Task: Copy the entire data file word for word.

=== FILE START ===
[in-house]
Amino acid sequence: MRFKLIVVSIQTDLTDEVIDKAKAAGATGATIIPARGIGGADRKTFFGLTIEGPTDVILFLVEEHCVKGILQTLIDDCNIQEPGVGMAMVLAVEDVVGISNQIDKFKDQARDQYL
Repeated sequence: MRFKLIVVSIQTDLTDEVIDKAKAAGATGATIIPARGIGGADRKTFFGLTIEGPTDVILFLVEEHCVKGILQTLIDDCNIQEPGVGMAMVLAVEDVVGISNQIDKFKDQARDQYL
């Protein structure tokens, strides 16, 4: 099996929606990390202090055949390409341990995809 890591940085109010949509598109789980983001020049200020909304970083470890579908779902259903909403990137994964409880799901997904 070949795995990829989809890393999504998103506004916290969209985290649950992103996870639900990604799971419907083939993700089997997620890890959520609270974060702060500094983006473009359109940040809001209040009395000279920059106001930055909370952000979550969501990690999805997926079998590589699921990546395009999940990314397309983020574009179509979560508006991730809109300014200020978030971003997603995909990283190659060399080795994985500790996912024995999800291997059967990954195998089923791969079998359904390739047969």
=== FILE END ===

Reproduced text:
[in-house]
Amino acid sequence: MRFKLIVVSIQTDLTDEVIDKAKAAGATGATIIPARGIGGADRKTFFGLTIEGPTDVILFLVEEHCVKGILQTLIDDCNIQEPGVGMAMVLAVEDVVGISNQIDKFKDQARDQYL
Repeated sequence: MRFKLIVVSIQTDLTDEVIDKAKAAGATGATIIPARGIGGADRKTFFGLTIEGPTDVILFLVEEHCVKGILQTLIDDCNIQEPGVGMAMVLAVEDVVGISNQIDKFKDQARDQYL
């Protein structure tokens, strides 16, 4: 099996929606990390202090055949390409341990995809 890591940085109010949509598109789980983001020049200020909304970083470890579908779902259903909403990137994964409880799901997904 070949795995990829989809890393999504998103506004916290969209985290649950992103996870639900990604799971419907083939993700089997997620890890959520609270974060702060500094983006473009359109940040809001209040009395000279920059106001930055909370952000979550969501990690999805997926079998590589699921990546395009999940990314397309983020574009179509979560508006991730809109300014200020978030971003997603995909990283190659060399080795994985500790996912024995999800291997059967990954195998089923791969079998359904390739047969």